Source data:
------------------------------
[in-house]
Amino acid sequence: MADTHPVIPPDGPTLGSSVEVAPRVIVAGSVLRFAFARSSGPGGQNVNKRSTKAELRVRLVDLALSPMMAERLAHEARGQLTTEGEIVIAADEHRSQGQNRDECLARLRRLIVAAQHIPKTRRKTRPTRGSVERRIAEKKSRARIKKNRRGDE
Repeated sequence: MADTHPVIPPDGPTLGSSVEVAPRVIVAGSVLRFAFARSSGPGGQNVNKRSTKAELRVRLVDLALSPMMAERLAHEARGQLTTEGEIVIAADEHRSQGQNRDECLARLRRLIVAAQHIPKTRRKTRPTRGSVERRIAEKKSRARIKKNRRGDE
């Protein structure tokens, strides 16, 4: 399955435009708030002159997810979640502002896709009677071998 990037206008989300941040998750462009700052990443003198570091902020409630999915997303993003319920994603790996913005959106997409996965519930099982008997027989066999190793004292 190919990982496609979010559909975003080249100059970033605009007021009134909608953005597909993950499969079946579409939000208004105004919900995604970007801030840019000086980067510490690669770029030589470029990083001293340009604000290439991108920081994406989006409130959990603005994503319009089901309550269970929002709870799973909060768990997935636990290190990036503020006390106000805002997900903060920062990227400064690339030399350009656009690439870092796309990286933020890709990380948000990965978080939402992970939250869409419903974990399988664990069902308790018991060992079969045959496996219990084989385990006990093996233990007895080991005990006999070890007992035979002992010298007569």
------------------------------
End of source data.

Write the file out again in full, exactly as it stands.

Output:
[in-house]
Amino acid sequence: MADTHPVIPPDGPTLGSSVEVAPRVIVAGSVLRFAFARSSGPGGQNVNKRSTKAELRVRLVDLALSPMMAERLAHEARGQLTTEGEIVIAADEHRSQGQNRDECLARLRRLIVAAQHIPKTRRKTRPTRGSVERRIAEKKSRARIKKNRRGDE
Repeated sequence: MADTHPVIPPDGPTLGSSVEVAPRVIVAGSVLRFAFARSSGPGGQNVNKRSTKAELRVRLVDLALSPMMAERLAHEARGQLTTEGEIVIAADEHRSQGQNRDECLARLRRLIVAAQHIPKTRRKTRPTRGSVERRIAEKKSRARIKKNRRGDE
């Protein structure tokens, strides 16, 4: 399955435009708030002159997810979640502002896709009677071998 990037206008989300941040998750462009700052990443003198570091902020409630999915997303993003319920994603790996913005959106997409996965519930099982008997027989066999190793004292 190919990982496609979010559909975003080249100059970033605009007021009134909608953005597909993950499969079946579409939000208004105004919900995604970007801030840019000086980067510490690669770029030589470029990083001293340009604000290439991108920081994406989006409130959990603005994503319009089901309550269970929002709870799973909060768990997935636990290190990036503020006390106000805002997900903060920062990227400064690339030399350009656009690439870092796309990286933020890709990380948000990965978080939402992970939250869409419903974990399988664990069902308790018991060992079969045959496996219990084989385990006990093996233990007895080991005990006999070890007992035979002992010298007569």